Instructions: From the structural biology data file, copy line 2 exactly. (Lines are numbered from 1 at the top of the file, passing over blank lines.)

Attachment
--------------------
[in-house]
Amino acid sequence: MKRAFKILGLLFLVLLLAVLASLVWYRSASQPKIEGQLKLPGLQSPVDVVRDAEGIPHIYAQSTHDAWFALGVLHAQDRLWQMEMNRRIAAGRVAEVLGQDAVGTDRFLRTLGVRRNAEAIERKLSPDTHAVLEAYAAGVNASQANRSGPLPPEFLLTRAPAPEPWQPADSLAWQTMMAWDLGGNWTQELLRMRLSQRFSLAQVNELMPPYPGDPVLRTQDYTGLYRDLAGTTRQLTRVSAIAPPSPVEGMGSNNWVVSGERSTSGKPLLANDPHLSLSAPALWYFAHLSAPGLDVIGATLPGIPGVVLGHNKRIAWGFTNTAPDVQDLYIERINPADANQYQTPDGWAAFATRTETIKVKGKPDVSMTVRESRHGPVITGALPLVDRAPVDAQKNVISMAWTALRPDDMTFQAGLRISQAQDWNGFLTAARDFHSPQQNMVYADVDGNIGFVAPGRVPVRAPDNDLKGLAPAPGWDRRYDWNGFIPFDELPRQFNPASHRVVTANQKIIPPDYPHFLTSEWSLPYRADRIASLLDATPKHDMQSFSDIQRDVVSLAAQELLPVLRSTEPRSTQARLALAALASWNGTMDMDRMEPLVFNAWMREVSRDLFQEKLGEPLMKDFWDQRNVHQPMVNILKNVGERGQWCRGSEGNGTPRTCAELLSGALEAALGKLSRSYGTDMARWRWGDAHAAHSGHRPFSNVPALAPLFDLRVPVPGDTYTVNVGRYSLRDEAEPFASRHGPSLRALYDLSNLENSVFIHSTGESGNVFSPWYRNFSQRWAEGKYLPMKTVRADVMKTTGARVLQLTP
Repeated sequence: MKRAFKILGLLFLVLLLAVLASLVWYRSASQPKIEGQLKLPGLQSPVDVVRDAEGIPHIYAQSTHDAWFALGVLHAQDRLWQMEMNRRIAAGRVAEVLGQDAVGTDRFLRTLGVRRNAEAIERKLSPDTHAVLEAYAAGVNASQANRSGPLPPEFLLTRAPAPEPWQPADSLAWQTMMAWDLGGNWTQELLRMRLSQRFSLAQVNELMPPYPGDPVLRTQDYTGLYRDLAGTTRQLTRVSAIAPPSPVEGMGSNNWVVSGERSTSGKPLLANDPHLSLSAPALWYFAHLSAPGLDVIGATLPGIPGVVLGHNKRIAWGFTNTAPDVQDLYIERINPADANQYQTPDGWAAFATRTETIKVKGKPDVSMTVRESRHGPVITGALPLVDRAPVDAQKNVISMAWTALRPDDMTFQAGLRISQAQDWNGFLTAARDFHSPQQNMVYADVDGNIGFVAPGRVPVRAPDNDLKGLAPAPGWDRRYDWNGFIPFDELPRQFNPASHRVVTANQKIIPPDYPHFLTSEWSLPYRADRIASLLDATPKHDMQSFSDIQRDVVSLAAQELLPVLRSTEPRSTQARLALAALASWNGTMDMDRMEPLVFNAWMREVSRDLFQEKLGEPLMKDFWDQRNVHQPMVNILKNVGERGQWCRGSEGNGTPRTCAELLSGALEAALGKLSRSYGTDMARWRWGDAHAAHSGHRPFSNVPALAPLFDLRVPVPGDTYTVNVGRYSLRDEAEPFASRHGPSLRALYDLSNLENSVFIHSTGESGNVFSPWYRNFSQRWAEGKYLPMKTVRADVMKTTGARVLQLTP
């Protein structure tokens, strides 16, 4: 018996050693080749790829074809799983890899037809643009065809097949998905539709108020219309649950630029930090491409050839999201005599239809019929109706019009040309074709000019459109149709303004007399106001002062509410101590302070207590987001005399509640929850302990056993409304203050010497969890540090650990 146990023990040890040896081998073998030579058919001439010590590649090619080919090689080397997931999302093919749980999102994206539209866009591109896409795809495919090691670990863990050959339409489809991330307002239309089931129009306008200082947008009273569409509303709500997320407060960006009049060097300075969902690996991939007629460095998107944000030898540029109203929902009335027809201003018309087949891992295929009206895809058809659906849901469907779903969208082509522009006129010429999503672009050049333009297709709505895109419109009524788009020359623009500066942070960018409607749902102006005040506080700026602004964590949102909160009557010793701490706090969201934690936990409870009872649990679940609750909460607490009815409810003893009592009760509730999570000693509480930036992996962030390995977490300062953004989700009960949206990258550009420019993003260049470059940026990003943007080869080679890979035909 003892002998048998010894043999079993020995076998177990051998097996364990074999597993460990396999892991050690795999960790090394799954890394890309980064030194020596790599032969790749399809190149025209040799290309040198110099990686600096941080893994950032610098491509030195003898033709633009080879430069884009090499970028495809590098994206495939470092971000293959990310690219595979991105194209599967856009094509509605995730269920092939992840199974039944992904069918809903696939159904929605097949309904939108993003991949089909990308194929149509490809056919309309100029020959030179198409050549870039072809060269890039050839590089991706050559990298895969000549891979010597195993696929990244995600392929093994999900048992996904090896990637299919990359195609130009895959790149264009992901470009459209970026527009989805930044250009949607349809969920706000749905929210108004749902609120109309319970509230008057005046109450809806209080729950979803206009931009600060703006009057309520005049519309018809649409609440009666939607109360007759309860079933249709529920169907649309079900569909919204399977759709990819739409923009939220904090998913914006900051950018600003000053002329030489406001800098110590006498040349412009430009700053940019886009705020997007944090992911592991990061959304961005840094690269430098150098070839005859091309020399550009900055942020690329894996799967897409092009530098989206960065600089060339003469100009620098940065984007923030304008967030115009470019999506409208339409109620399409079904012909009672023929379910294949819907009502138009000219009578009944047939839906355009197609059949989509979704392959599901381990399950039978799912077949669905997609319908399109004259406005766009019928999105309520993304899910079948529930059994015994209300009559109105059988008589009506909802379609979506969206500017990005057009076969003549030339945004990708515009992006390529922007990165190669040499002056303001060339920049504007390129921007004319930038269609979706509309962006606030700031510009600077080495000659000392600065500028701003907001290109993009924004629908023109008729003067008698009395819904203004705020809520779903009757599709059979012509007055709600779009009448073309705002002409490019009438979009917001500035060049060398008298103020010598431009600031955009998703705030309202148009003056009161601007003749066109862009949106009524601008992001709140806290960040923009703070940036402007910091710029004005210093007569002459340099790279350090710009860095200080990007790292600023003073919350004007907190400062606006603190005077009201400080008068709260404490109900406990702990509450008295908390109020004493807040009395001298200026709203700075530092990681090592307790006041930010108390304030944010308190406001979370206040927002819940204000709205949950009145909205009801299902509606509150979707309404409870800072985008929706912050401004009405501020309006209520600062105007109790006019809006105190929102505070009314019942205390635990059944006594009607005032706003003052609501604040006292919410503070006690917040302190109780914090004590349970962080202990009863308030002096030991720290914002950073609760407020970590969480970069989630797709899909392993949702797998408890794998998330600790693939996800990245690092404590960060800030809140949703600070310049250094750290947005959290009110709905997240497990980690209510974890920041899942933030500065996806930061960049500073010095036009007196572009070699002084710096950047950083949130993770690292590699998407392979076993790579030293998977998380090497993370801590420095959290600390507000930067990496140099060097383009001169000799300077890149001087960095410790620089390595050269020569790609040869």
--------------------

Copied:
Amino acid sequence: MKRAFKILGLLFLVLLLAVLASLVWYRSASQPKIEGQLKLPGLQSPVDVVRDAEGIPHIYAQSTHDAWFALGVLHAQDRLWQMEMNRRIAAGRVAEVLGQDAVGTDRFLRTLGVRRNAEAIERKLSPDTHAVLEAYAAGVNASQANRSGPLPPEFLLTRAPAPEPWQPADSLAWQTMMAWDLGGNWTQELLRMRLSQRFSLAQVNELMPPYPGDPVLRTQDYTGLYRDLAGTTRQLTRVSAIAPPSPVEGMGSNNWVVSGERSTSGKPLLANDPHLSLSAPALWYFAHLSAPGLDVIGATLPGIPGVVLGHNKRIAWGFTNTAPDVQDLYIERINPADANQYQTPDGWAAFATRTETIKVKGKPDVSMTVRESRHGPVITGALPLVDRAPVDAQKNVISMAWTALRPDDMTFQAGLRISQAQDWNGFLTAARDFHSPQQNMVYADVDGNIGFVAPGRVPVRAPDNDLKGLAPAPGWDRRYDWNGFIPFDELPRQFNPASHRVVTANQKIIPPDYPHFLTSEWSLPYRADRIASLLDATPKHDMQSFSDIQRDVVSLAAQELLPVLRSTEPRSTQARLALAALASWNGTMDMDRMEPLVFNAWMREVSRDLFQEKLGEPLMKDFWDQRNVHQPMVNILKNVGERGQWCRGSEGNGTPRTCAELLSGALEAALGKLSRSYGTDMARWRWGDAHAAHSGHRPFSNVPALAPLFDLRVPVPGDTYTVNVGRYSLRDEAEPFASRHGPSLRALYDLSNLENSVFIHSTGESGNVFSPWYRNFSQRWAEGKYLPMKTVRADVMKTTGARVLQLTP